Puss came into the life of her elderly owner after her husband had recently passed away, Puss was a loyal companion to her, bringing her joy after such sadness. Unfortunately, a year later, Puss came to the clinic with her distraught owner, who suspected she had been hit by a car. After examination by Dr Karina Segovia, Puss was sedated, and x-rays were taken. The radiologist found a pelvic fragment and a subluxation (partial dislocation) of the tail head (see photo below) and reported that nerve damage was likely.
While tail pull injuries don’t usually damage the spinal cord, they can cause catastrophic nerve damage. These nerves control the hindlegs, bladder, parts of the large intestine, anus and of course, the tail. Cats that can’t empty their bladders face several issues, including a higher risk of infection and overstretching the delicate bladder muscles. Manually emptying the bladder is required in these cases. In the best scenario, nerves can heal very slowly, and cats with tail pull injuries require up to 6 months to recover.
Puss needed her tail amputated as she was not expected to regain movement or sensation. Amputating the tail prevents it from being soiled during urination and defecation, causing secondary skin infections. She would need three months of rehabilitation, medication to strengthen her bladder and to have her bladder manually emptied multiple times a day if she was to have a chance at recovery. Of course, all of this comes at a cost.
Puss’s condition and prognosis and her owner’s personal situation meant that her owner successfully accessed financial assistance through the benevolent Animals in Need Fund at the University of Sydney Teaching Hospital Camden.
A few days after her tail amputation, under Dr Karina Segovia’s supervision, Puss was discharged with a staff member who provided rehabilitation support voluntarily in their own home as Puss’s owner was unable to provide this level of care.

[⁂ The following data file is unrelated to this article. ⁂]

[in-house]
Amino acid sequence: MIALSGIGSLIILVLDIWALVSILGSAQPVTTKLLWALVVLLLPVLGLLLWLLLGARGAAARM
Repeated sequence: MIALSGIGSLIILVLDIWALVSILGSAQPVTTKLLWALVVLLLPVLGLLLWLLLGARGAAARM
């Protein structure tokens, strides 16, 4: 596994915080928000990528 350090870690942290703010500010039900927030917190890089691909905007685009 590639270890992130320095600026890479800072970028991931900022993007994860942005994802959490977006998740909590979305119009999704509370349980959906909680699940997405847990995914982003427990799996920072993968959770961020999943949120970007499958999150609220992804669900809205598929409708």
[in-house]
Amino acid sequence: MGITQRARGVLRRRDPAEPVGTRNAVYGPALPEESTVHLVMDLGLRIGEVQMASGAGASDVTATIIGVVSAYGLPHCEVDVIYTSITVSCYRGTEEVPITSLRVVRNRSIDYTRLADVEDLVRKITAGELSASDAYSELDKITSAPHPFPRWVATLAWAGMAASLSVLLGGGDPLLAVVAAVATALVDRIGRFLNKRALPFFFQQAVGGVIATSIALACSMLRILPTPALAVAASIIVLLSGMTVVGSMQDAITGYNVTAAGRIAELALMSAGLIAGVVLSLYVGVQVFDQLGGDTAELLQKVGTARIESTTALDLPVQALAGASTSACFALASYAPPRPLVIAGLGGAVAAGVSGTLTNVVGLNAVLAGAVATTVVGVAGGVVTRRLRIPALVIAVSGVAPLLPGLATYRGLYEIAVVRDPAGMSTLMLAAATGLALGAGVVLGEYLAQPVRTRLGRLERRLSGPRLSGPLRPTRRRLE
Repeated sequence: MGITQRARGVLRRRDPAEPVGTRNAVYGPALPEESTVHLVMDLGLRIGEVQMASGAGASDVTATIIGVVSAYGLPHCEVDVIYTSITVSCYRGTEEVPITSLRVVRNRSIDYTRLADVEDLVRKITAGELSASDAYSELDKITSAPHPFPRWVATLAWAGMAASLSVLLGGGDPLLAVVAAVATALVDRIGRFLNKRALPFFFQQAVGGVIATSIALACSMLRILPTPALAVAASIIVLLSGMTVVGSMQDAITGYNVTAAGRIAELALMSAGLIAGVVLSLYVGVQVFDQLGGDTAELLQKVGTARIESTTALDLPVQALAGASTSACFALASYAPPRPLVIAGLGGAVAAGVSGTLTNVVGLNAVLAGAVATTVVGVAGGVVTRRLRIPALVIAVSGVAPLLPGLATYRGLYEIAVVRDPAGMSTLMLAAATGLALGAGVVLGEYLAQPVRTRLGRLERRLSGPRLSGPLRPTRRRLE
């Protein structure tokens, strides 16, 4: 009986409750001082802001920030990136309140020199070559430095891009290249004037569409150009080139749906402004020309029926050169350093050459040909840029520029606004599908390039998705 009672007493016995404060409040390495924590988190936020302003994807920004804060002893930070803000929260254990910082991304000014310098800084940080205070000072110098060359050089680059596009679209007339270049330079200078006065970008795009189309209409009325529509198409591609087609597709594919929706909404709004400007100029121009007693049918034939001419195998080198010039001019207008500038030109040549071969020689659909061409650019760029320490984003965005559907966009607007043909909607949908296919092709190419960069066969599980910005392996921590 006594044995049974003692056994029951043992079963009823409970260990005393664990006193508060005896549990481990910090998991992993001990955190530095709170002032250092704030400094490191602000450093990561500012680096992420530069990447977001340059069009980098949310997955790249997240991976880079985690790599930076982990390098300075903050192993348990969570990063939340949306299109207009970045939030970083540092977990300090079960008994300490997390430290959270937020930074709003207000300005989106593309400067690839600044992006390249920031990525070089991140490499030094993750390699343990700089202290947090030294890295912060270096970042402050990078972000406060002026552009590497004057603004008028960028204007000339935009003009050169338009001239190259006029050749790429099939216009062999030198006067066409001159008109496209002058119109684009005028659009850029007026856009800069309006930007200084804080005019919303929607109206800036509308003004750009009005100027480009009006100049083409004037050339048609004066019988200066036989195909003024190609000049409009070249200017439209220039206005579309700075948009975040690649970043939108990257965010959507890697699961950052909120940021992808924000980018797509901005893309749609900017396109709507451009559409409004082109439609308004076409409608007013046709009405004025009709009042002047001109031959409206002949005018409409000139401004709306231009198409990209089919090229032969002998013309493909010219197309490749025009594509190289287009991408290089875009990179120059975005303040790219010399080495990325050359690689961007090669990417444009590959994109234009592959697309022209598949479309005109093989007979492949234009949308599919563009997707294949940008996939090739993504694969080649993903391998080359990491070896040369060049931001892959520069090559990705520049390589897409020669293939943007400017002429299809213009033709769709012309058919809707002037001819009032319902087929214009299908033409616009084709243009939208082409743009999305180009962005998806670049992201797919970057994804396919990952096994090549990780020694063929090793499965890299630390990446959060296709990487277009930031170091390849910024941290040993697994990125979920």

Over the weeks to come, and with careful management, Puss began her recovery. She became increasingly playful and began using her kitty litter. But it wasn’t clear if she was emptying her bladder voluntarily (which would indicate bladder function and control returning) or if she was incontinent. After three weeks, it became clear that Puss was still incontinent, but the accidents were very manageable.
Puss was returned to her owner to see if she could manage the reduced medication regimen and the occasional bladder overflow.
Happily, we can report that Puss is doing very well at home, and her owner is over the moon to have her company again while she does her gardening.
We could only help Puss and her owner by generous donations to the Animals in Need Fund. The fund allows Uni Vets Camden to treat animals whose owners cannot afford to pay for their care. All gifts, great and small, are appreciated and make a difference; you can donate by visiting this link here https://secureau.imodules.com/s/965/18form/form-bar.aspx?appealcode=225183&bledit=1&dids=359&gid=1&key=animals&pgid=1763&sid=965